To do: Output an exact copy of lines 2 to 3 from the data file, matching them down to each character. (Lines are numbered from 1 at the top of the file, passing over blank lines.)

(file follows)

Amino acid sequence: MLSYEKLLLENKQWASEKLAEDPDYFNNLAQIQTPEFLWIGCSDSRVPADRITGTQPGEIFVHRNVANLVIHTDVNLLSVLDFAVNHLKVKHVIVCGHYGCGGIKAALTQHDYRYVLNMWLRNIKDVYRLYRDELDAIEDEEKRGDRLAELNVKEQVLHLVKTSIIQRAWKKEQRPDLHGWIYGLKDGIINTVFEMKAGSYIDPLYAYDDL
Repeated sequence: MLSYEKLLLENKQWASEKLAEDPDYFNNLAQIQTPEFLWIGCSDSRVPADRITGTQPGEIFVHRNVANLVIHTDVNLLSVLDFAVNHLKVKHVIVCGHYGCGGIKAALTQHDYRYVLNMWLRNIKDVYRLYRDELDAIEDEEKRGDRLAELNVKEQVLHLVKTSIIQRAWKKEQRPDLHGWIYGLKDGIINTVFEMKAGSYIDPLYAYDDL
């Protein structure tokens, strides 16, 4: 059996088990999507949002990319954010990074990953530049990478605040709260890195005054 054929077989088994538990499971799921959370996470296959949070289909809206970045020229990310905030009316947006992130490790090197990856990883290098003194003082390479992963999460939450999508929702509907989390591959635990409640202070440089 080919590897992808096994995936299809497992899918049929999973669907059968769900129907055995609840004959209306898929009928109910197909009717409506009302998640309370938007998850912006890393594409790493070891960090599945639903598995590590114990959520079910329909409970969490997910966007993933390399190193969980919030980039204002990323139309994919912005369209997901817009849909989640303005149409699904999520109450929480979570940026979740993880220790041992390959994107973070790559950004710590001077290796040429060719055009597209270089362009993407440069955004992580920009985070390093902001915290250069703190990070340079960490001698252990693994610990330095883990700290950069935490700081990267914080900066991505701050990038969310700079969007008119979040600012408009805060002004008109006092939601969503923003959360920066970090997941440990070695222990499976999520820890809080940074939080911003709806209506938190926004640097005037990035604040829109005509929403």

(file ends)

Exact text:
Repeated sequence: MLSYEKLLLENKQWASEKLAEDPDYFNNLAQIQTPEFLWIGCSDSRVPADRITGTQPGEIFVHRNVANLVIHTDVNLLSVLDFAVNHLKVKHVIVCGHYGCGGIKAALTQHDYRYVLNMWLRNIKDVYRLYRDELDAIEDEEKRGDRLAELNVKEQVLHLVKTSIIQRAWKKEQRPDLHGWIYGLKDGIINTVFEMKAGSYIDPLYAYDDL
């Protein structure tokens, strides 16, 4: 059996088990999507949002990319954010990074990953530049990478605040709260890195005054 054929077989088994538990499971799921959370996470296959949070289909809206970045020229990310905030009316947006992130490790090197990856990883290098003194003082390479992963999460939450999508929702509907989390591959635990409640202070440089 080919590897992808096994995936299809497992899918049929999973669907059968769900129907055995609840004959209306898929009928109910197909009717409506009302998640309370938007998850912006890393594409790493070891960090599945639903598995590590114990959520079910329909409970969490997910966007993933390399190193969980919030980039204002990323139309994919912005369209997901817009849909989640303005149409699904999520109450929480979570940026979740993880220790041992390959994107973070790559950004710590001077290796040429060719055009597209270089362009993407440069955004992580920009985070390093902001915290250069703190990070340079960490001698252990693994610990330095883990700290950069935490700081990267914080900066991505701050990038969310700079969007008119979040600012408009805060002004008109006092939601969503923003959360920066970090997941440990070695222990499976999520820890809080940074939080911003709806209506938190926004640097005037990035604040829109005509929403």